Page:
It makes you think
hat is the nastiest material in the world? There is, of course, a wide choice. Some might plump, for example, for that artificial stone with which deranged owners of brick-built Victorian terraced houses sometimes ruin their facades; others would perhaps favour the plastic that imitation leather trousers are made from, or nylon as employed for sheets. But the American artist Richard Artschwager is in no doubt that the answer is Formica. He called it the `the great ugly material, horror of the age, and since the early 1960s he has felt strangely drawn towards the stuff- as can be seen from a number of exhibits in this retrospective. Artschwager was a late starter. torn in 1923, which makes him a contemporary in English terms of Lucian Freud, he did not get going until he was in his forties – that is, until the 1960s. Before that he had studied under the French painter Amedee Ozenfant, exponent of a chastely geometric style dubbed Purism, and had then worked for years as a maker of high-quality furniture (so Artschwager is one avant-garde artist who cannot be accused of having no manual skills).
Then one day, he became tired of nice materials. ‘I was sick of looking at all this beautiful wood’, he recalled, `We had marvellous materials in our shop – gorgeous woods, the very best. But you look at acres of this stuff, and you don’t react to it any more . . . so I got hold of a scrap of Formica – something called bleached walnut. I worked differently because it looked as if wood had passed through it, as if the thing only half existed. It was all in black and white. There was no colour at all, and it was very hard and shiny, so that it was a picture of a piece of wood.’
This attraction to a material that most people of taste would regard as merely utilitarian if not actively unpleasant was a sign that Artschwager was an artist, not a craftsman. An artist, Walter Sickert remarked, is one who can take a stone and out of it wring pure attar of roses. That is, an artist is someone who can look at something the rest of us find boring, downright nasty or fail to notice at all – and turn it into something of interest and perhaps beauty.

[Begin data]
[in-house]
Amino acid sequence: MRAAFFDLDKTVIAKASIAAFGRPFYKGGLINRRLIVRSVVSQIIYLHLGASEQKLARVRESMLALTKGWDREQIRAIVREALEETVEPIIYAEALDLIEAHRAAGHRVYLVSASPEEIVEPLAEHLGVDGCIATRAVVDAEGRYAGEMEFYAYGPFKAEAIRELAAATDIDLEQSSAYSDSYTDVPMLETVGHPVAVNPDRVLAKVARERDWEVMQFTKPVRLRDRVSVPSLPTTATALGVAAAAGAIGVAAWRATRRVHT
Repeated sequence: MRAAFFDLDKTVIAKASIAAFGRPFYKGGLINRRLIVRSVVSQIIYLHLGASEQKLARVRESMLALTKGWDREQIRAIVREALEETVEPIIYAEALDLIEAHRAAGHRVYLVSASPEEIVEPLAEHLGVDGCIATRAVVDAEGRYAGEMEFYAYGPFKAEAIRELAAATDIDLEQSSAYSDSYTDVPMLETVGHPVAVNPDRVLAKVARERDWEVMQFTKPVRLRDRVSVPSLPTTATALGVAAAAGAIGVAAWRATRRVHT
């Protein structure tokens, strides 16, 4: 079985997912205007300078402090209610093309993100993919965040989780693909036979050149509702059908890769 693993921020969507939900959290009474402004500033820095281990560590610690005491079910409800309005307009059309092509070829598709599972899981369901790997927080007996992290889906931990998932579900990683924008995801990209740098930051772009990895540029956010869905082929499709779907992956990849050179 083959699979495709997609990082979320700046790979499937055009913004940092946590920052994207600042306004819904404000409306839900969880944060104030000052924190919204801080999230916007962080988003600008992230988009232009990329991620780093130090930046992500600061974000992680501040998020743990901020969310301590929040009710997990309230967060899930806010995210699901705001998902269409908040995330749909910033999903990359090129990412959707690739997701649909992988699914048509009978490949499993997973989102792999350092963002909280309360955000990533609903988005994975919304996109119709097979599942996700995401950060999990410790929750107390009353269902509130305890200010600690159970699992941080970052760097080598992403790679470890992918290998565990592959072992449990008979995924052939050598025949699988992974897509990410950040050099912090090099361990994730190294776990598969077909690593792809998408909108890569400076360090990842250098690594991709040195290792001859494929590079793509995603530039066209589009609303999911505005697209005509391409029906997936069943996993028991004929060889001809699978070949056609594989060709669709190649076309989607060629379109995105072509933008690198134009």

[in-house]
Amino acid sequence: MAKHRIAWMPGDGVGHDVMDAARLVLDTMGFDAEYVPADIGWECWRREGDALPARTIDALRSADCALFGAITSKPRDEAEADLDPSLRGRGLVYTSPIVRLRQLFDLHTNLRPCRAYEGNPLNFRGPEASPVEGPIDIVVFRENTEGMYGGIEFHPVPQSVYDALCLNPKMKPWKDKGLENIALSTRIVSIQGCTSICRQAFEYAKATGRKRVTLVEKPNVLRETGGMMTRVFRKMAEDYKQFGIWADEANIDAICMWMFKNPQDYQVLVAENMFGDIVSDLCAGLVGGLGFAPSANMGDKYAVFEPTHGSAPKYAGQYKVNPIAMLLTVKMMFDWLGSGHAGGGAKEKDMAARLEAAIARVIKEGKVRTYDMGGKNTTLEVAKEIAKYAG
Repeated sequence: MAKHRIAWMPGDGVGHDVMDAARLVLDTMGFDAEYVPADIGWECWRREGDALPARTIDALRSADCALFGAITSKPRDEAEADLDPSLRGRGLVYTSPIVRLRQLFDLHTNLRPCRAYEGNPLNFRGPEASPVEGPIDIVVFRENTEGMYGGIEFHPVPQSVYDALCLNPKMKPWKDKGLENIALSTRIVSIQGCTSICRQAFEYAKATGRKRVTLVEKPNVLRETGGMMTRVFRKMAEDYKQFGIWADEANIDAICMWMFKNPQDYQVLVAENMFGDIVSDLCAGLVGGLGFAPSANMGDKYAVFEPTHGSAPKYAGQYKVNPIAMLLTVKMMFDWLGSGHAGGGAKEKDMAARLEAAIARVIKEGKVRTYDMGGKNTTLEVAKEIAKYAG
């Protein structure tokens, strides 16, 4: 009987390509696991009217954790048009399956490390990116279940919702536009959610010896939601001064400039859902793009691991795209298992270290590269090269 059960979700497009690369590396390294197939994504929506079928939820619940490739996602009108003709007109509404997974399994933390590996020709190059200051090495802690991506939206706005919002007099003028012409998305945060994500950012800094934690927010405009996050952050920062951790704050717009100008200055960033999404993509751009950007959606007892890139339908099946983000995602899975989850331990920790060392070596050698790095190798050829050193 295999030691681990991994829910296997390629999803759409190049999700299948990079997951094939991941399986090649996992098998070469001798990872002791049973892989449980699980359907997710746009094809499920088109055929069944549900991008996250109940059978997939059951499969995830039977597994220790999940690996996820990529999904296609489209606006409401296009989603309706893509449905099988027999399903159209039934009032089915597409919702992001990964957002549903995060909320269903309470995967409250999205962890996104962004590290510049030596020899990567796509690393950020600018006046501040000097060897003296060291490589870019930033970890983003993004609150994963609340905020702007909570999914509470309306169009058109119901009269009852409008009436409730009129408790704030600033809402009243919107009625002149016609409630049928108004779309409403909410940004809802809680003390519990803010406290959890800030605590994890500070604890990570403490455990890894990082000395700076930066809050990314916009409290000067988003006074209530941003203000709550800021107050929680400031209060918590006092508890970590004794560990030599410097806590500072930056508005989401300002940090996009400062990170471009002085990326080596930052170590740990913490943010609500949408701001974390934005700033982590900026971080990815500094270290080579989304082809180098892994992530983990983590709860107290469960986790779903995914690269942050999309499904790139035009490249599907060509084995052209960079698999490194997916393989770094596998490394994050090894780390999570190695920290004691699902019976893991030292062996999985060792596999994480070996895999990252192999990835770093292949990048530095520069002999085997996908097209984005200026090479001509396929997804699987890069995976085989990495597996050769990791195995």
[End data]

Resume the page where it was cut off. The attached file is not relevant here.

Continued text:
What Artschwager made the pieces of Formica into was furniture, but furniture of an extremely paradoxical kind. A typical example is `Table with Pink Tablecloth’ (1964) which isn’t a table, and doesn’t have a pink tablecloth on it. It is a rectangular solid, covered in Formica – pink where the cloth would be, brown for the legs and exposed portion of the surface, black for the voids below and between the structure of the table. So it is not a table – you couldn’t possibly sit at it. Nor is it even a sculpture of a table (strange idea), because it doesn’t follow the structure of a real item for eating off. If anything it is, as Artschwager has pointed out, more like a three-dimensional picture of a table. Each side is a very simple, diagrammatic image of the side of a table, the top being an actual-size simulacrum of the surface of a pink tablecloth. In other words, using an everyday material, Artschwager has transformed this reproduction of a mundane item into something strange and thought-provoking.